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Ask the Wizard #294

At the Spielbank Bad Homburg casino, near Frankfurt Germany, they have a special card in their blackjack game. This card is an ace and replaces one of the regular aces in a six-deck shoe. The card features the image of the casino founder Francois Blanc. If the player gets a blackjack including this card it pays 3 to 1 instead of the usual 3 to 2. It is also an automatic winner for the player, but an ordinary blackjack for the dealer. Six decks are used. How does this rule affect the house edge?


I show the combined value of these rules is worth 0.31%.

The blackjack rules they follow, which seem to be standard at all Speilbank casinos, are:

  • Six decks.
  • Dealer stands on soft 17.
  • No dealer hole card.
  • Double on 9 to 11 only.
  • Double after split allowed.
  • Re-split any pair, including aces, up to four hands.
  • No surrender.
  • Continuous shuffler.

Using my blackjack house edge calculator, I get a house edge before the Francois Blanc card of 0.55%. The Francois Blanc card rule lowers the house to 0.24%!

According to the Spielbank Bad Homburg rule book, the Francois Blanc is exclusive to their casino.

For how to play under these rules, please visit my European basic strategy.

What is the effect of removing a single particular card (2 to ace) from a six-deck shoe in blackjack?


The following table shows the effect on the player's expected return by removing one card from a six-deck shoe, according to whether the dealer hits or stands on a soft 17. For example, if the dealer stands on soft 17, and the burn card is a five, then the house edge drops by 0.146%.

Effect of Removal in Blackjack

Card Stand
Soft 17
Soft 17
2 0.069% 0.071%
2 0.070% 0.072%
3 0.084% 0.089%
4 0.114% 0.122%
5 0.146% 0.148%
6 0.079% 0.085%
7 0.041% 0.038%
8 -0.010% -0.012%
9 -0.041% -0.046%
10 -0.092% -0.098%
Ace -0.101% -0.091%

The table above assumes otherwise "liberal Strip rules," which allow double after split, late surrender, and re-splitting pairs (including aces) up to three times. The table was created using the Composition Dependent Combinatorial Analyzer at

Hello. I am writing because I am a big fan of video poker (although I am not a gambler and play strictly for fun in simulations). I wanted to play around with some simulations and found your page My Methodology for Video Poker Analysis immensely helpful. Although it took several tries to actually wrap my mind around it, I eventually managed to write a little simulator to auto-play games and can check my results against your Video Poker Hand Analyzer page and get the same answers.

But the methodology page only deals with a standard 52-card deck with no wild cards. I have tried to expand the algorithm on my own to allow adding one to four jokers to the deck, but so far the results have been slow and inaccurate. Part of the problem is that wild cards seem to add a lot of complexity as my algorithm substitutes 52 possibilities for the wild cards and furthermore I don't think having duplicate indexes is allowed by the algorithm. I was wondering if the methodology page could be expanded to give tips for dealing with wild card situations in a similarly efficient way that it already deals with the standard deck.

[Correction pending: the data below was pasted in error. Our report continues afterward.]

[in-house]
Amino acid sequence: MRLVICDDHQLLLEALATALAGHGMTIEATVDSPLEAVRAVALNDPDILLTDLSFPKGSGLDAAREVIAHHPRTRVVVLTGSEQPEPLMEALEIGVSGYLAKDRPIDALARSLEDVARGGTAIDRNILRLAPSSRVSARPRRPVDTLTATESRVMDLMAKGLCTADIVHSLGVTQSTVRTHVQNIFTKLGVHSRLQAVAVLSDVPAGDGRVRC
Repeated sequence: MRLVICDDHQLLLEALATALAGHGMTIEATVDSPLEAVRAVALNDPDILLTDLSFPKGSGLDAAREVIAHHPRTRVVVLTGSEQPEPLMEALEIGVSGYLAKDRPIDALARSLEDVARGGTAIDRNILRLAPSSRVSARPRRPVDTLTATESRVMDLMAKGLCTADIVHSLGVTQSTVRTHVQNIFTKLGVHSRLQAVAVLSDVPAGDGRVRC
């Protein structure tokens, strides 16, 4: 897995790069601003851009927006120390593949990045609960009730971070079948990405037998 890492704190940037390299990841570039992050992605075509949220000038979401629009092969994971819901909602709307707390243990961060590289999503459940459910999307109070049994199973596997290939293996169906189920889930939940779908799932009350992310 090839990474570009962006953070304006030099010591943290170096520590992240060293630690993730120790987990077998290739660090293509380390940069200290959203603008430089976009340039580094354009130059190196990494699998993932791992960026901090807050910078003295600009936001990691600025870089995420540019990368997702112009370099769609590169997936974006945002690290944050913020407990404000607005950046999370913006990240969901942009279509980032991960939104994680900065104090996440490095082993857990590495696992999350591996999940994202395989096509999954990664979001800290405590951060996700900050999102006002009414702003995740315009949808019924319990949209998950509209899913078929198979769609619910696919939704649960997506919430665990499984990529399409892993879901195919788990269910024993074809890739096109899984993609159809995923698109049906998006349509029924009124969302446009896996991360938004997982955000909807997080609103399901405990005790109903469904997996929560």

I love the website and want to thank you for the assistance it has provided to this point, as I don't think I could have completed my project without it. Have a great day!


Thank you for all the kind words!

Cycling through all 52 ways to use a wild card will definitely be slow, especially if there are multiple wild cards. Here is how I score a hand with wild cards:

  1. If you have a natural royal flush, then score the hand as such.
  2. Otherwise, count the number of wild cards in the hand.
  3. Then score the hand according to this number and the value of the other cards.

For example, suppose you know you have two wild cards. You could use this pseudo-code to score the hand based on the other three cards:

  • If the three cards are suited and the lowest one is at least a ten, then you have a wild royal.
  • Otherwise, if the three cards are suited and the difference between the highest and smallest is four or less, then you have a straight flush.
  • Otherwise, if the three cards are suited, the highest is an ace, and the second highest is a five or less, then you also have a straight flush (A2345).
  • Otherwise, if you have a pair, then you have a four of a kind.
  • Otherwise, if the three cards are suited, you have a flush.
  • Otherwise, if the difference between the highest and smallest is four or less, then you have a straight.
  • Otherwise, if the highest is an ace, and the second highest is a five or less, then you also have a straight (A2345).
  • Otherwise, you have a pair.

You already have code for no wilds, so you'll have to write separate code for one to either four or five wilds, depending on whether you may wish to analyze Deuces and Joker Wild.

Suppose you have a deck of ten red cards and ten black cards. After a random shuffle, you draw cards without replacement. What is the probability of drawing all ten black cards before five red cards?


That is the same as asking what is the probability that 14 random cards contain all 10 black cards. There are combin(10,4)=210 ways to choose 4 red cards out of the 10 in the deck. There is of course only one way to choose all ten black cards. There are combin(20,14)=38,760 ways to choose 14 cards out of 20. So the answer is 210/38,760=0.005418, or 1 in 184.57.